Talor Gooch like Rory McIlroy and Woo Kim

At 2, Talor Gooch rigged his Power Wheels Jeep so it could carry his plastic golf clubs. He accompanied his father to the course at 3, occasionally hitting a few shots from the fairway. As a 6-year-old, he made an albatross and broke 80. He was already driving it 150 yards. He was a world champion three years later, claiming the second U.S. Kids Golf World Championship.

Gooch’s exploits quickly earned attention in Midwest City, an Oklahoma City suburb with a population of approximately 50,000. By the time he graduated from Carl Albert High School – where he won 19 of his 40 tournaments, including a state individual title – he was good enough to sign with Oklahoma State, one of the nation’s premiere golf programs. Even the Cowboys’ longtime football coach, Mike Gundy, who also grew up in Midwest City, knew about Gooch. “I’ve heard about you. You’re a hometown legend,” said Gundy, according to the Cowboys’ former golf coach, Mike McGraw. Now the ‘hometown legend’ is a PGA TOUR winner and the FedExCup leader entering the first event of the calendar year.

Talor Gooch, numbers

Gooch’s victory came in November, a few days after he celebrated his 30th birthday. He played a sterling Sunday round after starting the final round of The RSM Classic with the first 54-hole lead of his career. He hit 16 greens and didn’t make a bogey, becoming just the seventh player in the last four seasons to hold a 54-hole lead and then shoot 64 or lower to win. The others? Rory McIlroy, Dustin Johnson, Brooks Koepka, Webb Simpson, Joaquin Niemann and Si Woo Kim. That’s a group that features three former World No. 1s. All but one of those players has won either a major or THE PLAYERS.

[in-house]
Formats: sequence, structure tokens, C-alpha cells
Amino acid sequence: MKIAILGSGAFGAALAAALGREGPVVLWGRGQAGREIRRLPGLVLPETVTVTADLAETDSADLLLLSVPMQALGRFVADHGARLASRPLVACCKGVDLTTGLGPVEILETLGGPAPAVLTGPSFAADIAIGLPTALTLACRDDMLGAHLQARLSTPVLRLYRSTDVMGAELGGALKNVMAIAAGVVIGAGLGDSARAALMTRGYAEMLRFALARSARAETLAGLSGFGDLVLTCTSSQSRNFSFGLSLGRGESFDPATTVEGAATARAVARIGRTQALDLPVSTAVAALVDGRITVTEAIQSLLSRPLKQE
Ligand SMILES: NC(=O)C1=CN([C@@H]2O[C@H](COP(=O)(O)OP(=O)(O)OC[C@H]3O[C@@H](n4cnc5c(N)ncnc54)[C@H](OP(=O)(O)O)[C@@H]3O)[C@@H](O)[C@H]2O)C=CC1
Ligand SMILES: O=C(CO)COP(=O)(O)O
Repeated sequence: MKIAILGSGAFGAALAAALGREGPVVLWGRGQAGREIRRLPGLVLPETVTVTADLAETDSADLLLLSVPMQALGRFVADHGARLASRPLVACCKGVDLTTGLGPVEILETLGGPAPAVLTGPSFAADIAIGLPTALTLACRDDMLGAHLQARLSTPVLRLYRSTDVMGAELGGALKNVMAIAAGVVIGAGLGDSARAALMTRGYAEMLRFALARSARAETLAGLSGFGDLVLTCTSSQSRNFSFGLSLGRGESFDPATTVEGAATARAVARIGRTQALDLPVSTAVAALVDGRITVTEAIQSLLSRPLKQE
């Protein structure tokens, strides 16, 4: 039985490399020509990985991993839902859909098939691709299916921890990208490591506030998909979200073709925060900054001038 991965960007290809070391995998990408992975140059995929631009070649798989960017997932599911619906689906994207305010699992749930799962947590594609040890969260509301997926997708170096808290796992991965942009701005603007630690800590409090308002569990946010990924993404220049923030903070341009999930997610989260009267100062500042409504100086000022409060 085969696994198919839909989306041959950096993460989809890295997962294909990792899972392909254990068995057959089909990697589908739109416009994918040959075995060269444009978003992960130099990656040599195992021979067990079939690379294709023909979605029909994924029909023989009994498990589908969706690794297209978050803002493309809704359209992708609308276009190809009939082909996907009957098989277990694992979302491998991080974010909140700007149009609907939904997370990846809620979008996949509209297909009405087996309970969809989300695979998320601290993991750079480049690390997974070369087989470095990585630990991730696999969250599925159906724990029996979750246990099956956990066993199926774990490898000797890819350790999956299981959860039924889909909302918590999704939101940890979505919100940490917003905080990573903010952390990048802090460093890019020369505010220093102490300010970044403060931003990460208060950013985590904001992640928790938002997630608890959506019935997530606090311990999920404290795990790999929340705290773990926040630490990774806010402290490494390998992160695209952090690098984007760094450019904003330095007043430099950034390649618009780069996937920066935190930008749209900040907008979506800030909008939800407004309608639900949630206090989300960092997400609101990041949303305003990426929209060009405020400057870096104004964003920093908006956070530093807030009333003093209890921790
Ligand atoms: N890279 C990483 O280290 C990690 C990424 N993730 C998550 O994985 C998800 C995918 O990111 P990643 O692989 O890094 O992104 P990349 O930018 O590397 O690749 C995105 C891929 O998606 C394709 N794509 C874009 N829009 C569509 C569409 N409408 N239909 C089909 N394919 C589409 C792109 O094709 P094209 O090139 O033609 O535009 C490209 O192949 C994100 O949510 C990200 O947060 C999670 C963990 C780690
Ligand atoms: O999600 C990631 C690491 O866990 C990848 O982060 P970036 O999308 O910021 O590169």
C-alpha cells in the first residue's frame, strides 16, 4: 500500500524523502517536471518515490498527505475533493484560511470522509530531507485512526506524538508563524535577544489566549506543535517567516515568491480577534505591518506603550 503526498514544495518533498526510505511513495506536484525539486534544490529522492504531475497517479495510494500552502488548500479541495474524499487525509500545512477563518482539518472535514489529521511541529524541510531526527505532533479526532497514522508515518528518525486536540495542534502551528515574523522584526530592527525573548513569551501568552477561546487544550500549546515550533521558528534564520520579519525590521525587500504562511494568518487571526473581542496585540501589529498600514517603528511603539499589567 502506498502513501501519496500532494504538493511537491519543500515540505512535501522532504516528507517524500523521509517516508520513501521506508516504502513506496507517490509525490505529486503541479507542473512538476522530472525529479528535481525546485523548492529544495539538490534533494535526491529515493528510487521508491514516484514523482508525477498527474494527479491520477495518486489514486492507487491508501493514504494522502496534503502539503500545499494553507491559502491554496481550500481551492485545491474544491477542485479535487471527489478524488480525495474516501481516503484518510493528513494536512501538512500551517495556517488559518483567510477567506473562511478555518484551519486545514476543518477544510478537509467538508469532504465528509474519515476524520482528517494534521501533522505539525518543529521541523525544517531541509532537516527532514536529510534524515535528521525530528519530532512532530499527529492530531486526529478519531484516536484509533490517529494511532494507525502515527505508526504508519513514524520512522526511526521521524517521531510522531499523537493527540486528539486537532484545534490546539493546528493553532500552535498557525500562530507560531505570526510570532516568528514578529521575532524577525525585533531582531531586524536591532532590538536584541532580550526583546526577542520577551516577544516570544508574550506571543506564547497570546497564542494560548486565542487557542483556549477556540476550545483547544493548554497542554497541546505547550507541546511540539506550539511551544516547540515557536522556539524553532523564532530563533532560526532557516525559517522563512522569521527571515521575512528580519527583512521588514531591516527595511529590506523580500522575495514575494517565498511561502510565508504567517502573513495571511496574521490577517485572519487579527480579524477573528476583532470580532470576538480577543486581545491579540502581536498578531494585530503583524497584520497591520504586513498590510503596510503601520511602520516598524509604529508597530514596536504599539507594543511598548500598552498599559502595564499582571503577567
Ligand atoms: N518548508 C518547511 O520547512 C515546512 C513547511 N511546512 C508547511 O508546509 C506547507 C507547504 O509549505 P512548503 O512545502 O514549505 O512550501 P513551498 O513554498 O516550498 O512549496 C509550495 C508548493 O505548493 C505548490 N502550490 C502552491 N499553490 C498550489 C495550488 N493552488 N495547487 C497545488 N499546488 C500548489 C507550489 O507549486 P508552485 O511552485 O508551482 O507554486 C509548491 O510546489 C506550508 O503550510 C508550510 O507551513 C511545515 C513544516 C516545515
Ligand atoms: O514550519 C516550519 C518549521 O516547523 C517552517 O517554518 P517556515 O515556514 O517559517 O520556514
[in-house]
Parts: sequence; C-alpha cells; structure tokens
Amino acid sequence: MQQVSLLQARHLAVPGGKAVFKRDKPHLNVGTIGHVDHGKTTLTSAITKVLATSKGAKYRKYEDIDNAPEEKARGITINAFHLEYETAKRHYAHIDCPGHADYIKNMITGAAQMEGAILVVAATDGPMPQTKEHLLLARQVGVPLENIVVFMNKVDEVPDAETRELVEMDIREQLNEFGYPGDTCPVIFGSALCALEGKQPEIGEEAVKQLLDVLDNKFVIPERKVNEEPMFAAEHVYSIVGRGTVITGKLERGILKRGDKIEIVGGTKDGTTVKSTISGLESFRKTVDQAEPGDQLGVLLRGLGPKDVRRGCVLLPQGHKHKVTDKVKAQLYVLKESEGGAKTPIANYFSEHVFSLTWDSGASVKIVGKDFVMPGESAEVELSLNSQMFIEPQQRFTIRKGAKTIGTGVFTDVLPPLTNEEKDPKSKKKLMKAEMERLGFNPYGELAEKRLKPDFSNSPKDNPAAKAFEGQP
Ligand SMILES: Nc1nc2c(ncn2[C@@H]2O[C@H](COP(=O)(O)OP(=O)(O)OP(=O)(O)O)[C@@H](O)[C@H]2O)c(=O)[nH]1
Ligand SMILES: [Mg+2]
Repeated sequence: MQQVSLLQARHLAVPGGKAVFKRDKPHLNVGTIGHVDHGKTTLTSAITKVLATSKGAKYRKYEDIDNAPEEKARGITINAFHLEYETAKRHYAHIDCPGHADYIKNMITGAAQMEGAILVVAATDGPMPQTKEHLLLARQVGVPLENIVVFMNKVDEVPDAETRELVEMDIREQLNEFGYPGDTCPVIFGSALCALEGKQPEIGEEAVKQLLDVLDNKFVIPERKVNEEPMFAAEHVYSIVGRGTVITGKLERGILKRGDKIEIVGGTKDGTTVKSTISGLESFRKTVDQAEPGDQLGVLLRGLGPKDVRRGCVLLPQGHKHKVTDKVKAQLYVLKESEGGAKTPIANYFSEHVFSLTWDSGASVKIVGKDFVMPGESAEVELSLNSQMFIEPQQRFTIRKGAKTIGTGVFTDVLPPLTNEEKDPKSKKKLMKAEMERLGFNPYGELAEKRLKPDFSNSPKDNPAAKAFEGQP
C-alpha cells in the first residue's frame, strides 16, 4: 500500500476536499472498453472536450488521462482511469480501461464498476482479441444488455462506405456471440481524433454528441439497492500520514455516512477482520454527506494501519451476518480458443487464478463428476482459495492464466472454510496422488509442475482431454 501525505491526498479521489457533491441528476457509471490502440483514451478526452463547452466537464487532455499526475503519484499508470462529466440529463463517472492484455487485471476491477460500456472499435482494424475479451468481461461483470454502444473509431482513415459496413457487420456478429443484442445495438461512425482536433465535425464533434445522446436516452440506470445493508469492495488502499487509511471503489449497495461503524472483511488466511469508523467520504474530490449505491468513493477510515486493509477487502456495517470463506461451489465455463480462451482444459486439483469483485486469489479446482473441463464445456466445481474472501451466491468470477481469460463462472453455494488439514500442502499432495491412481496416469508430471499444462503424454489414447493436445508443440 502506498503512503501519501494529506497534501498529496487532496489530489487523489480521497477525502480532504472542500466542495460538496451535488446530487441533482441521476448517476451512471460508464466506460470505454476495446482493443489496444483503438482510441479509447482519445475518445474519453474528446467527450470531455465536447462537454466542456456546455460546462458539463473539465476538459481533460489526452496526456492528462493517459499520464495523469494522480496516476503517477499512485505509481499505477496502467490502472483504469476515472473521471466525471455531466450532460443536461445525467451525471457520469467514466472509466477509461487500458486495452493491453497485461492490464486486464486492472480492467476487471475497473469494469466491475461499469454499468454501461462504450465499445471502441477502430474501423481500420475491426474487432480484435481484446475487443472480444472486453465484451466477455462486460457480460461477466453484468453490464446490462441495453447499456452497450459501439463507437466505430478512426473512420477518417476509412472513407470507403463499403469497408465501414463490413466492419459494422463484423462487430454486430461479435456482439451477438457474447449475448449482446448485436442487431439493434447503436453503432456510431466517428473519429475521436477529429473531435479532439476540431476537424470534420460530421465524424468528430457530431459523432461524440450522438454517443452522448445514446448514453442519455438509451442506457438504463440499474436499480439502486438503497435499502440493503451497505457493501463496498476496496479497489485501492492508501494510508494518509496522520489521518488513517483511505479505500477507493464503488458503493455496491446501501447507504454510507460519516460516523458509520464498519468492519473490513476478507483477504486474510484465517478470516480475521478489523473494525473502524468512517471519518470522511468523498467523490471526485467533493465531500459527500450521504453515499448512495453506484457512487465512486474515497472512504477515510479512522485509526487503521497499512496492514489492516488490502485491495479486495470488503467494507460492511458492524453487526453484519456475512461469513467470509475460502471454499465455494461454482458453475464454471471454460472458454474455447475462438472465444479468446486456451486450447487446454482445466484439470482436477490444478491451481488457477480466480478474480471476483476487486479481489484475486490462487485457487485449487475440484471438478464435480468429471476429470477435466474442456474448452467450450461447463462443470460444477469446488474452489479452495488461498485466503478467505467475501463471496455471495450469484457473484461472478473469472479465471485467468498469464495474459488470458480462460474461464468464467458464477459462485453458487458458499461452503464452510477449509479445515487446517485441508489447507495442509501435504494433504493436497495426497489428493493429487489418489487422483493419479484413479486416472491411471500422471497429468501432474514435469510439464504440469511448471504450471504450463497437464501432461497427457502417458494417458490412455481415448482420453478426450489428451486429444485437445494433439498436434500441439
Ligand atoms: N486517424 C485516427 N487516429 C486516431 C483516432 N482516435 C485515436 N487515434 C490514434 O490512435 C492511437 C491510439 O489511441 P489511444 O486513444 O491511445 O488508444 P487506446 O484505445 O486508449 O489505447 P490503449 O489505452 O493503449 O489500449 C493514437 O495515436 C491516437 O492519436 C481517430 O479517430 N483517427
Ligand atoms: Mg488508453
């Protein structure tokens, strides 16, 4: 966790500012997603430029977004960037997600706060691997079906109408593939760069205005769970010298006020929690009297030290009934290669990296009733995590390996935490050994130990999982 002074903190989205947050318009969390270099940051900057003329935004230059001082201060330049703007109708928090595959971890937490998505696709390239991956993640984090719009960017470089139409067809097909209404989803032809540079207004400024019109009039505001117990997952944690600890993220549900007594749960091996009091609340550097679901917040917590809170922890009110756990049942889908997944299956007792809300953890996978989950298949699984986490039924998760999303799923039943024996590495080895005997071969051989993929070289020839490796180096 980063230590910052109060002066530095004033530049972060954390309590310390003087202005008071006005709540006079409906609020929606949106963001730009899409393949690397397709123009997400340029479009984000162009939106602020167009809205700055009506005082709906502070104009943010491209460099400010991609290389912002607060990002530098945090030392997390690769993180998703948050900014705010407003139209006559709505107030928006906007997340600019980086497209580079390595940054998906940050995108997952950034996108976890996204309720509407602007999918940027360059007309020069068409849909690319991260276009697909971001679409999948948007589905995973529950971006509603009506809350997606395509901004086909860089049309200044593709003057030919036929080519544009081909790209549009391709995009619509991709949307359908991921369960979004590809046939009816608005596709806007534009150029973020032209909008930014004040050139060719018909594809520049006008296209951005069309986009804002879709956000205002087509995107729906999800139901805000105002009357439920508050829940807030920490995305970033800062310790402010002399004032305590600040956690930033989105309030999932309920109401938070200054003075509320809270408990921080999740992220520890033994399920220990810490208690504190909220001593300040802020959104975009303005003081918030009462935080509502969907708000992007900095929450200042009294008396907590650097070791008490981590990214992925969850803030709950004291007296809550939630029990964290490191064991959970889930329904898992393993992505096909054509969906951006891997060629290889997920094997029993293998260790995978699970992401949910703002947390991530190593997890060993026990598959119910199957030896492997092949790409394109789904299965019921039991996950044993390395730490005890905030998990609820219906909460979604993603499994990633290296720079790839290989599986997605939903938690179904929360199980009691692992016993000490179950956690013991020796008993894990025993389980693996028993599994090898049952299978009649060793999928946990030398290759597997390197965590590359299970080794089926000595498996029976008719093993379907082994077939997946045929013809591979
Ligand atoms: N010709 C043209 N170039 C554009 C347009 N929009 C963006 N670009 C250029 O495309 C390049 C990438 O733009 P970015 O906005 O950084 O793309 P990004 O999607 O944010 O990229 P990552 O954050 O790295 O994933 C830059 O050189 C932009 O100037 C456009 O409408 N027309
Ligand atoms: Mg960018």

The PGA TOUR’s 2022 season resumes this week with the Sentry Tournament of Champions. Gooch had to cancel his annual buddies’ trip because of his debut at Kapalua. Not that he minds. This has the makings of a breakout season for the former phenom.

He finished 11th or better in all but one of his six starts in the fall portion of the schedule. With 852 FedExCup points, he holds a 122-point lead over second-ranked Sam Burns. That success — along with winning RSM’s Birdies Fore Love, which awards $300,000 for charity to the player who makes the most birdies or better in the fall — has allowed Gooch to start the Talor Gooch Foundation, which will benefit children’s causes.

It wasn’t always this easy. Then again, it’s often not. We can forget that the Morikawas and Hovlands are the exception. But Gooch was prepared for the trials inherent to so many pro-golf careers. He grew up around athletes, starting with his father, Ron, who played in the Texas Rangers’ organization, and knew self-belief was key to success, especially during the struggles.

“Any athlete will tell you if you don’t believe in yourself, nobody else will,” said Kelsey Cline, Gooch’s mentor and a former University of Oklahoma golfer. “Golf gets complicated, and we all make it tough. The two most important things are self-belief and ball control. Everything else will take care of itself.”

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